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John McCain and iPhone’s Sick Chinese Workers

The buzz today focuses on John McCain’s latest gaff: in his weekly Sunday show appearance with Christiane Amanpour yesterday, he claimed that iPhones and iPads are made in the US.

Host Christiane Amanpour spoke about her network’s project to empty a house of goods that are not made overseas.

McCain responded:

“I think it’s obviously a recognition of the reality and the trends, that cheaper, lower-cost labor products will usually prevail over products made in higher wage and income countries. I would also point out that if you emptied that house–if you had left a computer there or an iPad or an iPhone–those are built in the United States of America.”

So everybody’s been having a lot of fun laughing at the ignorance of the guy with the 10 houses again.

But in spite of the fact that, in an earlier segment, the Steelworkers’ Leo Gerard described safety and environmental problems with goods imported from China, I’ve seen no mention of the fact that the workers at one Chinese iPhone plant were all getting sick because an iPhone manufacturer, Wintek, switched to n-hexane rather than alcohol to make the manufacturing process seconds faster.

Last summer, workers began fainting on the job and dozens made their way to the hospital. The company started testing workers and found mass exposure: Wintek says 62 employees had confirmed nerve damage from inhalation exposure to n-hexane, which the company admits it used illegally for nearly a year in the production process. The illness, a form of peripheral neuropathy, came on so slowly that most didn’t know they were ill until it was serious. Workers say others were sickened, but left the factory without treatment.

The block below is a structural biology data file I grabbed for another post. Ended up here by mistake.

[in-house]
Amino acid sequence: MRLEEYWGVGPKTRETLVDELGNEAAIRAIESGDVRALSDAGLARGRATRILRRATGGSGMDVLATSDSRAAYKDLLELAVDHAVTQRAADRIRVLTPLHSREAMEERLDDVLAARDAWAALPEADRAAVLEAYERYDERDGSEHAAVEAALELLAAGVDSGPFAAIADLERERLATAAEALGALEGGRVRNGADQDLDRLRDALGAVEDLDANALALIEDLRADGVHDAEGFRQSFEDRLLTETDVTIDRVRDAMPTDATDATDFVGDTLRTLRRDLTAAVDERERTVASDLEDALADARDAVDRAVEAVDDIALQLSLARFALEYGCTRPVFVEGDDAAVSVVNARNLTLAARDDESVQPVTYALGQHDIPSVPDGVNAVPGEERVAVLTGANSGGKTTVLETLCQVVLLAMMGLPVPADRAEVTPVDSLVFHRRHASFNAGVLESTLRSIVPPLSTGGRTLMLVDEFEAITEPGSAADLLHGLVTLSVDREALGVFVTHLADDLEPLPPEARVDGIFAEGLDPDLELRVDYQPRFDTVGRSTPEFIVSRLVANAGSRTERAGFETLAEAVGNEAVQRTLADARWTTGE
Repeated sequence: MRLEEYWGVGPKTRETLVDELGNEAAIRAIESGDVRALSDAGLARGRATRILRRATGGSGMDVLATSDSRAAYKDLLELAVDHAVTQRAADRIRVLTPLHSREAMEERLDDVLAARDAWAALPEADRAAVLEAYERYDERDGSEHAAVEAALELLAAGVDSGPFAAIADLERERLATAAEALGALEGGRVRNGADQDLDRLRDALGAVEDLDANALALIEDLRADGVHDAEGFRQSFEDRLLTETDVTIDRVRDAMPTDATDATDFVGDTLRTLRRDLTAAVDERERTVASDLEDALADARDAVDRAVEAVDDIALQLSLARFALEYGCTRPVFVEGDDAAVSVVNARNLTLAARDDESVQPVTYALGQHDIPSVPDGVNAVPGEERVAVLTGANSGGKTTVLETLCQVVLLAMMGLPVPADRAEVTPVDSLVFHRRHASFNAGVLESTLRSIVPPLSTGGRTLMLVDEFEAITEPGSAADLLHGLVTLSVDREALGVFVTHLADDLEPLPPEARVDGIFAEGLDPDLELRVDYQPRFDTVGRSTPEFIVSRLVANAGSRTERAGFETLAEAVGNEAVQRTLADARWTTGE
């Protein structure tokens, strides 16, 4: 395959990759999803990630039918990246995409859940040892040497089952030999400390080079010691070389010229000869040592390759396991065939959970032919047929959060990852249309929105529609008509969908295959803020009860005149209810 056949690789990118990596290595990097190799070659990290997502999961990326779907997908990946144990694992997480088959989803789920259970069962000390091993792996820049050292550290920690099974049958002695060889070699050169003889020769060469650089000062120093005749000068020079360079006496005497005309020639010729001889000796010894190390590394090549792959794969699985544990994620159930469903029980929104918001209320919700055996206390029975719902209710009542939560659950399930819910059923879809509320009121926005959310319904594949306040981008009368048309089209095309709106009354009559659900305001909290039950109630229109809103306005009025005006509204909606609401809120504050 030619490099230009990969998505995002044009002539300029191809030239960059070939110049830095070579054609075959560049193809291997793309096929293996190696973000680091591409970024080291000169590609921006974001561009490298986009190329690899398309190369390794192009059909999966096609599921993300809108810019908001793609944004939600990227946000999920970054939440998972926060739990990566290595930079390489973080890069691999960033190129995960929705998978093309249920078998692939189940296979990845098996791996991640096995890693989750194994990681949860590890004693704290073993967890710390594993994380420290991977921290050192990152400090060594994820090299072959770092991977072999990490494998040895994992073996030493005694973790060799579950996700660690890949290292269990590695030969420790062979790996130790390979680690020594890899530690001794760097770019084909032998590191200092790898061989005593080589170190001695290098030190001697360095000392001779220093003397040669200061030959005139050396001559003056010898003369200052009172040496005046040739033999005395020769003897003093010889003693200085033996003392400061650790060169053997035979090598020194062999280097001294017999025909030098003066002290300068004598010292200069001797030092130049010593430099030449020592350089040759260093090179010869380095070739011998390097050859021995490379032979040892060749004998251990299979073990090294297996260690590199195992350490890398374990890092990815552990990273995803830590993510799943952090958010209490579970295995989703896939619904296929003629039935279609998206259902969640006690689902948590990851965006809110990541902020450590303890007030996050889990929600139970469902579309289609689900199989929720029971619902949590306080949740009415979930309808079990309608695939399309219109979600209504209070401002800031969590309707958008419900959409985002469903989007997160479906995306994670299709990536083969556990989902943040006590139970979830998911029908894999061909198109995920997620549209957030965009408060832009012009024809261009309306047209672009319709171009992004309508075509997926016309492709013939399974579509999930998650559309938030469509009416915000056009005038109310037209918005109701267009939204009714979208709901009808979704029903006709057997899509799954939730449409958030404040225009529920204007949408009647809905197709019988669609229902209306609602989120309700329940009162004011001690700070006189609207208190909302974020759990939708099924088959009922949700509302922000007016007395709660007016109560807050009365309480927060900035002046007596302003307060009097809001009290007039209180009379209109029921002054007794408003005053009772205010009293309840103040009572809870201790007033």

Their troubles began in October 2008, when Wintek’s Suzhou factory introduced n-hexane to clean touch screens in the final stages of production. According to the local government, the company lacked necessary permits to handle the toxin, which dries more quickly than alcohol, shaving seconds from production time and speeding up the line.


Each worker was required to clean 1,000 screens per day, dipping cotton cloths into a tray of hexane, swabbing the glass screens carefully and moving on, according to workers interviewed by GlobalPost. Over the course of a 12-hour shift, workers said one person would go through six trays of n-hexane, protected only by latex gloves and simple cotton masks — nothing close to the equipment that Chinese safety standards require for handling the chemical.


So what do these workers, who earned about $220 a month and lost nearly a year of their lives to illness, think of customers who buy the products that made them sick?

“I haven’t really thought about it before,” says the woman in the pink pajamas, pausing to consider.

Then, she decides, and says in a steady voice: “It would be good for the people who use those phones so happily to consider the sacrifice we made.” [my emphasis]

This is not just about what an out-of-touch fool McCain is, or the importance of making something here in the US again. There are also real consequences for the people that make it easier for Apple to get rich off of the latest gadgets by manufacturing in China.

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Marcy Wheeler aka Emptywheel is an American journalist whose reporting specializes in security and civil liberties.